bPatients categorized in the ECZ group were treated with eculizumab with or without plasma therapy

cRelapses after transplantation are not included

dEight out of 13 patients were receiving immunosuppressive therapy

The mortality rate of aHUS patients in the acute phase was 3.3% and did not differ according to abnormality. The overall renal mortality rate at discharge was 12.8%, but was higher in CFH variants (38%) and the unidentified group (24%). The risk of death or ESRD in the acute phase did not differ by treatment choice for any abnormality (Online Resource 2).

Long-term outcomes

Patients were followed for a median of 2.5 years (1 month to 54 years) after the initial onset of aHUS, both retrospectively and prospectively in 104 patients. The total mortality rate was 5.4%, with two patients dying within a year after hospital discharge (Table 3 and Online Resource 3), and the renal mortality rate was 15% (Fig. 2 and Online Resource 4). Relapses occurred in patients with DGKE (100%), C3 (77%), MCP (50%), and CFH (38%) variants.

Fig. 2

Cumulative renal survival of aHUS patients according to each abnormality estimated by Kaplan–Meier analyses. a Patients with MCP variants and anti-CFH antibodies had never reached end-stage renal disease. Patients with C3 variants had good renal outcomes, in contrast with patients with CFH variants and patients in the unidentified group. b Among patients with C3 variants, patients with the C3 p.I1157T variant had better renal survival than patients with other C3 variants (log-rank test, p = 0.0003). Anti-CFH Abs anti-CFH antibodies

Forty-one patients received eculizumab therapy, including those treated for relapses. Eculizumab was discontinued in 13 patients, 12 of whom maintained remission for a median of 1 year (0.5–3 years), while one patient with C3 p.I1157T relapsed and resumed eculizumab treatment [15] (Online Resource 5). All 27 patients who received eculizumab as maintenance therapy were free from relapses, ESRD, and death, except for the single patient with a DGKE variant.

Among the 20 patients with anti-CFH antibodies, 8 were treated with immunosuppressive medication, 5 with observational therapy, and 4 with eculizumab, each as maintenance therapy. Two patients were able to withdraw from RRT (Online Resource 4) more than a year after aHUS onset, and ultimately all 20 patients were free from relapse, ESRD, and death.

Renal transplantation was performed in three patients, all of whom experienced aHUS relapse after transplantation. One with C3 variant redeveloped ESRD, while the other two, one with CFH variant and the other in the unidentified group, recovered renal function (Online Resource 4).

C3 p.I1157T variant compared to other C3 variants

The clinical characteristics of patients with the C3 p.I1157T variant differed in several ways from those of patients with other C3 variants (Table 4). Interestingly, reduced C3 levels at aHUS onset were observed in none of the patients with C3 p.I1157T but all of those with other C3 variants (Table 4). The median number of relapse episodes in patients with C3 p.I1157T was significantly higher than in those with other C3 variants (2 vs. 0, p = 0.016). However, patients carrying C3 p.I1157T showed better outcomes, both in the acute phase (p = 0.041, Table 4) and during long-time follow-up (p = 0.023). Furthermore, many C3 p.I1157T patients achieved remission with only supportive care (65%) or plasma therapy (35%).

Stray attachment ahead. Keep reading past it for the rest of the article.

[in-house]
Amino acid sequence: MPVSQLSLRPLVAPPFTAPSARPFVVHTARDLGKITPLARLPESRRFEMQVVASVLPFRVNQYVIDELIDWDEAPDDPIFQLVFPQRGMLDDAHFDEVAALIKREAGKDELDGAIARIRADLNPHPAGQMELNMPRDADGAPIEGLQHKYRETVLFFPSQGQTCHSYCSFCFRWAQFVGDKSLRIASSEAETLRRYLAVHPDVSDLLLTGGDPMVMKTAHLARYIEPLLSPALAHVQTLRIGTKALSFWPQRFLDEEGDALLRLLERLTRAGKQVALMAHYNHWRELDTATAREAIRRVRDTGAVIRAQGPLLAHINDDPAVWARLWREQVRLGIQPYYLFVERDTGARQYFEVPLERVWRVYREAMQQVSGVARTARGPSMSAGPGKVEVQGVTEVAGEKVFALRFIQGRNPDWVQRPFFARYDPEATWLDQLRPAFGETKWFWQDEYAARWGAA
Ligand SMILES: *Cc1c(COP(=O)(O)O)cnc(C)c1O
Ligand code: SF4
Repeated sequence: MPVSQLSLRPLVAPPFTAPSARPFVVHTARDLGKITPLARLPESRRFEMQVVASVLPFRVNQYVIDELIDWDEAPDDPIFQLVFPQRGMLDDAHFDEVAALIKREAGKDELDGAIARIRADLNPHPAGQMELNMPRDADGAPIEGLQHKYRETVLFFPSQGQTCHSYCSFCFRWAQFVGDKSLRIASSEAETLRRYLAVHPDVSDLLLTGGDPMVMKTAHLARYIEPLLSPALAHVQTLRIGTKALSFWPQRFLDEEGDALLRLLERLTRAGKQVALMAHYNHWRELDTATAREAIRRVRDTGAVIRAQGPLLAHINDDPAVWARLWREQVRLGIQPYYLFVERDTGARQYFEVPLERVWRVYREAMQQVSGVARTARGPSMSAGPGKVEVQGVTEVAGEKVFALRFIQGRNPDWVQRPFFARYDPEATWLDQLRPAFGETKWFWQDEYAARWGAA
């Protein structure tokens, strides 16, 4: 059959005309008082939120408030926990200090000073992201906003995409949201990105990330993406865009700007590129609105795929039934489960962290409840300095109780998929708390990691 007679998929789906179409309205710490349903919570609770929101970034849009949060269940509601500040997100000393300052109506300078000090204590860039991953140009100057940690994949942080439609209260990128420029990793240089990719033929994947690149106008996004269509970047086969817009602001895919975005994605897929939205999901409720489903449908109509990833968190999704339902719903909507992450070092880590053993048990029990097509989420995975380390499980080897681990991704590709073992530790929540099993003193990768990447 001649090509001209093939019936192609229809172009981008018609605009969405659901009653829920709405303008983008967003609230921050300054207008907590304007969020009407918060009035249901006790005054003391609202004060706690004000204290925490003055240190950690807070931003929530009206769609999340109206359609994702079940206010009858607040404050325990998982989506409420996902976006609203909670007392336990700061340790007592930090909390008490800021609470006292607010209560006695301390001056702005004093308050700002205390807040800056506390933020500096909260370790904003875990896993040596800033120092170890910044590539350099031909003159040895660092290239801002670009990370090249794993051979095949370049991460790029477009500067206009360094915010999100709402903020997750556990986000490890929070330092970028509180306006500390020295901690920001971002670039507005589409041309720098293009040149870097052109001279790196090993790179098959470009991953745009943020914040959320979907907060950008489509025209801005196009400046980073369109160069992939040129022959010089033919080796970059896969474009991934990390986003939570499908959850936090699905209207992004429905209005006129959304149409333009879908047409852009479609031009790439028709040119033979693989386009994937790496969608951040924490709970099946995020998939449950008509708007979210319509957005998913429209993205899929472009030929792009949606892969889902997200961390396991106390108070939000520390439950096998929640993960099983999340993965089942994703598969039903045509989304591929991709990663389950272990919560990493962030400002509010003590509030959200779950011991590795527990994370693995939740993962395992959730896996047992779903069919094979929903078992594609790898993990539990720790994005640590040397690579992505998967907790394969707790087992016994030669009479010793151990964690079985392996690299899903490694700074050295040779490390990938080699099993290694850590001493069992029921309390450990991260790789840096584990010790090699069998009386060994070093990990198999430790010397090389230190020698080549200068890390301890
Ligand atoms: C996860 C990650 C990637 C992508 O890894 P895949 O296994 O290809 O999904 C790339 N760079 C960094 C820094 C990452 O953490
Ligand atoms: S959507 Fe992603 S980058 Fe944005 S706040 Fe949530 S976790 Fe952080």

Table 4

Comparison of patients with C3 p.I1157T and other C3 variants

Patients with C3 variants

p.I1157T

Other variants

p value

Patients (n)

24

8

 

Age at initial onset (years)

6.0 (1.0–70.0)

5.4 (0.3–48.0)

0.57

Children (< 18 years of age) (%)

67

63

0.99

Male (%)

71

50

0.40

Family history of aHUS (%)

58

13

0.041

Follow-upa (years)

21.0 (3.0–54.0)

2.3 (0.1–35.0)

0.012

Clinical presentation (%)

 Anemia

  Hb < 10 g/dl

29

100

0.021

  Hb < 6 g/dl

0

17

0.46

 Thrombocytopenia

  Plt < 15 × 109/μl

100

100

 

  Plt < 3 × 109/μl

57

33

0.59

 AKI

100

100

 

  AKI requiring RRT

41

50

0.99

 Reduced C3

0

100

0.008

Treatment

 At initial onset

  Ob/PT/ECZb

11/6/0

1/4/3

0.008

  Before approval of ECZb

10/5/0

1/2/0

 

  After approval of ECZb

1/1/0

0/2/3

 

 Current

  Non-use/use of ECZ

21/3

5/3

0.12

Outcome at discharge after initial onset, n (%)

  

0.041

 Remission

24 (100)

6 (75)

 

 ESRD

0 (0)

1 (13)

 

 Death

0 (0)

1 (13)

 

Long-term outcomea

 Relapse (%)

88

33

0.016

  Number of relapses

2 (0–9)

0 (0–3)

0.003

  Relapse within a year of initial onset (%)

25

0

0.99

  Time until the second onsetc (years)

3.0 (0.4–13.0)

4.0

0.38

  Treatment for relapses: Ob/PT/ECZ ± PTb

5/7/5

0/1/0

0.86

 Outcome reported on latest questionnaire, n (%)

  

0.023

  Remission

22 (92)

4 (50)

0.041

  ESRD

2 (8)

3 (38)

0.012

  Death

0 (0)

1 (13)

 

Results are expressed as numerical values, median (range) for continuous variables and percentages for categorical variables unless otherwise indicated

HUS hemolytic uremic syndrome, Hb hemoglobin, Plt platelets, AKI acute kidney injury, RRT renal replacement therapy, Ob observational therapy, PT plasma therapy (plasma infusion or plasma exchange), ECZ eculizumab, ESRD end-stage renal disease (requiring renal replacement therapy)